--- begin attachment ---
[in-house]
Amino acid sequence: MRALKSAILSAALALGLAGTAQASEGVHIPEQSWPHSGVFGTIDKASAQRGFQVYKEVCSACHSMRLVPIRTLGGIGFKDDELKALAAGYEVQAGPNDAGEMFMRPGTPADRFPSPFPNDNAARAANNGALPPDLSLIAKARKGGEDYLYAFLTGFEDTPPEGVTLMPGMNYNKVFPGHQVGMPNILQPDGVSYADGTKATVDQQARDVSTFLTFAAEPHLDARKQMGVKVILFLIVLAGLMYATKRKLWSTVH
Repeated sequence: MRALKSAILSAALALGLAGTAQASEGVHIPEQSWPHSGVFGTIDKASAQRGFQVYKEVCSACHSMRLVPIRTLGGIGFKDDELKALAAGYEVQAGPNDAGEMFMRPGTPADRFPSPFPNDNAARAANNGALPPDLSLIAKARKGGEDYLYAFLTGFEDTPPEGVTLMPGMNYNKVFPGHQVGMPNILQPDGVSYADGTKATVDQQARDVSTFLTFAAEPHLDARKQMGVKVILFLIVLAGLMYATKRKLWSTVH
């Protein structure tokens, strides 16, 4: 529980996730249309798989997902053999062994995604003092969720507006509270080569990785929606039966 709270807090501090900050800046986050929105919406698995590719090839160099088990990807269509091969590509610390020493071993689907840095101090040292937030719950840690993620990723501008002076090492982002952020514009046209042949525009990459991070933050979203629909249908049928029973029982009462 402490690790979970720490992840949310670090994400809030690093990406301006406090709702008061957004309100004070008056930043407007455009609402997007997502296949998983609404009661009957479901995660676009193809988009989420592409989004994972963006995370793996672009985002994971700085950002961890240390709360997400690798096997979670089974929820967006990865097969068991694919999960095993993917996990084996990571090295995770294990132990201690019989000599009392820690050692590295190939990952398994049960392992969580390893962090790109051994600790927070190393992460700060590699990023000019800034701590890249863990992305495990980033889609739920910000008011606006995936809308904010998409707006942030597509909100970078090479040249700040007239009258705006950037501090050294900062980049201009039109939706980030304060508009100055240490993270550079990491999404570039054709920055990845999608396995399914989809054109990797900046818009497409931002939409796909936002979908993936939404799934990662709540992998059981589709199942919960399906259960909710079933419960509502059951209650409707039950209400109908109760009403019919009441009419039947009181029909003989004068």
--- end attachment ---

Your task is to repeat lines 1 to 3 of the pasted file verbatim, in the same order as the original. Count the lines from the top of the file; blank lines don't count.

[in-house]
Amino acid sequence: MRALKSAILSAALALGLAGTAQASEGVHIPEQSWPHSGVFGTIDKASAQRGFQVYKEVCSACHSMRLVPIRTLGGIGFKDDELKALAAGYEVQAGPNDAGEMFMRPGTPADRFPSPFPNDNAARAANNGALPPDLSLIAKARKGGEDYLYAFLTGFEDTPPEGVTLMPGMNYNKVFPGHQVGMPNILQPDGVSYADGTKATVDQQARDVSTFLTFAAEPHLDARKQMGVKVILFLIVLAGLMYATKRKLWSTVH
Repeated sequence: MRALKSAILSAALALGLAGTAQASEGVHIPEQSWPHSGVFGTIDKASAQRGFQVYKEVCSACHSMRLVPIRTLGGIGFKDDELKALAAGYEVQAGPNDAGEMFMRPGTPADRFPSPFPNDNAARAANNGALPPDLSLIAKARKGGEDYLYAFLTGFEDTPPEGVTLMPGMNYNKVFPGHQVGMPNILQPDGVSYADGTKATVDQQARDVSTFLTFAAEPHLDARKQMGVKVILFLIVLAGLMYATKRKLWSTVH